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post #18 of Old 03-10-2012
Join Date: Jul 2000
Location: St. Simon's Island, GA
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Re: Seafarer 24 swing keel, keel pivot? Sailing qualities?

From a couple previous posts there seems to be some skepticism concerning my comment about the SS cable "parting," apparently due to electrolysis. This was not a second-hand report. It happened to me in 2000 when I launched my Seafarer 29.' ROMA had been in the water about a month when I noticed the loose SS cable on the winch in the cockpit. When I pulled it up the cable appeared to be "parted" about mid-length as if I had pulled from each end until it broke. Imagine a cheap cotton rope that you can pull apart.

Since this cable was installed by the previous owner prior to my purchase I assumed it was just a bad cable or not a good quality SS. I had a diver coming the same day to clean the bottom so he disconnected the other end and I took the broken SS cable to West Marine and had it send to their rigging shop to make another one. I also made sure they knew how it was going to be used.

After installing the new cable I thought I was home free until about a month later the same thing happened. I started reading and asking questions and the consensus was that the fine strands of the SS cable were subject to natural electrolysis since Stainless Steel is actually an alloy and thus contains metals of different nobility. The fine strands of the SS cable apparently allow the electrolysis process to accelerate.

I was also concerned about stray electricity around my boat so I reported the issue to the marina management and they promptly had their electrician check out the area and found no problem.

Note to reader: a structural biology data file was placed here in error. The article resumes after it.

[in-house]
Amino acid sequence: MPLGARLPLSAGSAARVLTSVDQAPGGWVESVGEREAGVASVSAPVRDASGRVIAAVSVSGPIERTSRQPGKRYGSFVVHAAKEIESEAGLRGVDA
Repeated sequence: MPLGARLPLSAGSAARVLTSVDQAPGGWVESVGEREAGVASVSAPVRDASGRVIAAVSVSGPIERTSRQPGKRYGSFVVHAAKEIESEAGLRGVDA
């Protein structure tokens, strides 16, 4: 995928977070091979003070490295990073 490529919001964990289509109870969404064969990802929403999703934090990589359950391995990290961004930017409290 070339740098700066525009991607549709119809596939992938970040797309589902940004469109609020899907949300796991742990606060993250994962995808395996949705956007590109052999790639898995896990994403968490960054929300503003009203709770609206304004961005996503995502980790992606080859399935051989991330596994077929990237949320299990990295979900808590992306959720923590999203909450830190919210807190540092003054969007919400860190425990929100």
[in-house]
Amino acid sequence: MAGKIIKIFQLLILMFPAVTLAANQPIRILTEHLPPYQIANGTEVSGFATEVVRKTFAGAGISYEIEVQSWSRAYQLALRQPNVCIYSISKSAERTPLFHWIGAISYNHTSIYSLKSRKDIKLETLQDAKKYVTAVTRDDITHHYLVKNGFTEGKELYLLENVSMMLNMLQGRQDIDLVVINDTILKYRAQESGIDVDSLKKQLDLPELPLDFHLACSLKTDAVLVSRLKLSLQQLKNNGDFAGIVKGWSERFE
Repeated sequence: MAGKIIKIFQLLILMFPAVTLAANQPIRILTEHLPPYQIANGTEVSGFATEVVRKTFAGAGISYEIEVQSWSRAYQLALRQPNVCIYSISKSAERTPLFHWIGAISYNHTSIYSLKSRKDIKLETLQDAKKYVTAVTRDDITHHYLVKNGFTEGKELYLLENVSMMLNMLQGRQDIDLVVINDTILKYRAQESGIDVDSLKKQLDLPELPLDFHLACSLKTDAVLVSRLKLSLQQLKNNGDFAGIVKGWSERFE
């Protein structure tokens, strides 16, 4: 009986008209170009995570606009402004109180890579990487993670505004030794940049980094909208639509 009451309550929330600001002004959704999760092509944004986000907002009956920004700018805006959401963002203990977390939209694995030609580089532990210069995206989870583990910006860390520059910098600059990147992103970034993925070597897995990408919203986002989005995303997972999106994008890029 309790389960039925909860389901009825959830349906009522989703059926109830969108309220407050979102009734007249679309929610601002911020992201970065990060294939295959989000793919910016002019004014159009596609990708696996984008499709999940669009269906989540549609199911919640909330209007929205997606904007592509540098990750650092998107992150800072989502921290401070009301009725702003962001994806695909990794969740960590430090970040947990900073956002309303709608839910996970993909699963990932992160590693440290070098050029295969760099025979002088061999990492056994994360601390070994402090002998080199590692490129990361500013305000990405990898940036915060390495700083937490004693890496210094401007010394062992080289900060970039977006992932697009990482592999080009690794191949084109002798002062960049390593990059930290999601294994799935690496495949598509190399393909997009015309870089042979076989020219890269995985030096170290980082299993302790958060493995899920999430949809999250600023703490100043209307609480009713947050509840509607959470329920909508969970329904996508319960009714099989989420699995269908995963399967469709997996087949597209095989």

When I took the second SS cable back to W. Marine their rigging shop suggested Kevlar, which is actually stronger than SS for the same size line. 11 years later the Kevlar cable is still on ROMA and performing well. I have the bottom cleaned every month to 6 weeks, and I've cleaned it many times myself. Yes, barnacles and slim sometimes do grow on the Kevlar cable but can be removed by rubbing with my glove.

There is no sign of any abrasive wear on the Kevlar cable. Interestingly, try to cut a piece of Kevlar with a knife or wire cutters. You will find it difficult to cut even a small stand. After all, this is the material used to make bullet proof vest so the fibers are extremely strong and do not easily cut. Wonder what would happen to a bullet proof jacket made of SS cables?

When I had ROMA pulled a couple years ago I had asked the boatyard to replace the Kevlar cable, but they forgot. So that original Kevlar is still on the boat. I do occasionally have to winch up the keel, and I have a chance to inspect the line on the drum. Other than being a little stained it still looks fine.

The bottom line is that I do not completely understand the science or the exact nature of the issue that took place with the two SS cables. I do, however, completely understand the reality of the situation as it occurred on my boat, and I try to share this experience any time the subject come up.

Unfortunately, there have been several documented cases of weighted keels tearing the bottom out of sailboats because the keel cable broke. Your guess is as good as mine about whether electrolysis was the cause or there was another issue.

Since I had my original Kevlar cable made by West Marine, the newer Amsteel Blue Synthetic lines have come to market. And they have superior ratings over SS or Kevlar, so next time I'll probably switch to this material.

I hope this was helpful to anyone interested.
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